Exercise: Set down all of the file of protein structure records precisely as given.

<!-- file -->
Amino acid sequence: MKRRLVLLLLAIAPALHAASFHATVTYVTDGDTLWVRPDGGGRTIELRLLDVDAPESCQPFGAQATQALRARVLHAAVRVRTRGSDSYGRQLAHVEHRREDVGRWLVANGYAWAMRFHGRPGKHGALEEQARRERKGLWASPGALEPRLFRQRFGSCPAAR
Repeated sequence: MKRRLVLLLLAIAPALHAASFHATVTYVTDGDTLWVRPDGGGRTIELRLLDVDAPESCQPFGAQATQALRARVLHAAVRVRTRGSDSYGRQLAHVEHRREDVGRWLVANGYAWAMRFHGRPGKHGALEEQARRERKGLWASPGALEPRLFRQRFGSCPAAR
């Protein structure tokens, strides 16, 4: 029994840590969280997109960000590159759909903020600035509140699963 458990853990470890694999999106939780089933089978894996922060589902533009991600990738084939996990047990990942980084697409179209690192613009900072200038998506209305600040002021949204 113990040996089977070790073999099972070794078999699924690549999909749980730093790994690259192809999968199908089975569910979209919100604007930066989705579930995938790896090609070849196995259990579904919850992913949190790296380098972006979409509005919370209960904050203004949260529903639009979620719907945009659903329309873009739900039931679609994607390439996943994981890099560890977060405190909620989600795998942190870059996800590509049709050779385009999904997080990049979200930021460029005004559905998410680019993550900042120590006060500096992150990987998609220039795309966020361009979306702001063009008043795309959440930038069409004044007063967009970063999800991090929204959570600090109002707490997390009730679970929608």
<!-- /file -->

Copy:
Amino acid sequence: MKRRLVLLLLAIAPALHAASFHATVTYVTDGDTLWVRPDGGGRTIELRLLDVDAPESCQPFGAQATQALRARVLHAAVRVRTRGSDSYGRQLAHVEHRREDVGRWLVANGYAWAMRFHGRPGKHGALEEQARRERKGLWASPGALEPRLFRQRFGSCPAAR
Repeated sequence: MKRRLVLLLLAIAPALHAASFHATVTYVTDGDTLWVRPDGGGRTIELRLLDVDAPESCQPFGAQATQALRARVLHAAVRVRTRGSDSYGRQLAHVEHRREDVGRWLVANGYAWAMRFHGRPGKHGALEEQARRERKGLWASPGALEPRLFRQRFGSCPAAR
């Protein structure tokens, strides 16, 4: 029994840590969280997109960000590159759909903020600035509140699963 458990853990470890694999999106939780089933089978894996922060589902533009991600990738084939996990047990990942980084697409179209690192613009900072200038998506209305600040002021949204 113990040996089977070790073999099972070794078999699924690549999909749980730093790994690259192809999968199908089975569910979209919100604007930066989705579930995938790896090609070849196995259990579904919850992913949190790296380098972006979409509005919370209960904050203004949260529903639009979620719907945009659903329309873009739900039931679609994607390439996943994981890099560890977060405190909620989600795998942190870059996800590509049709050779385009999904997080990049979200930021460029005004559905998410680019993550900042120590006060500096992150990987998609220039795309966020361009979306702001063009008043795309959440930038069409004044007063967009970063999800991090929204959570600090109002707490997390009730679970929608």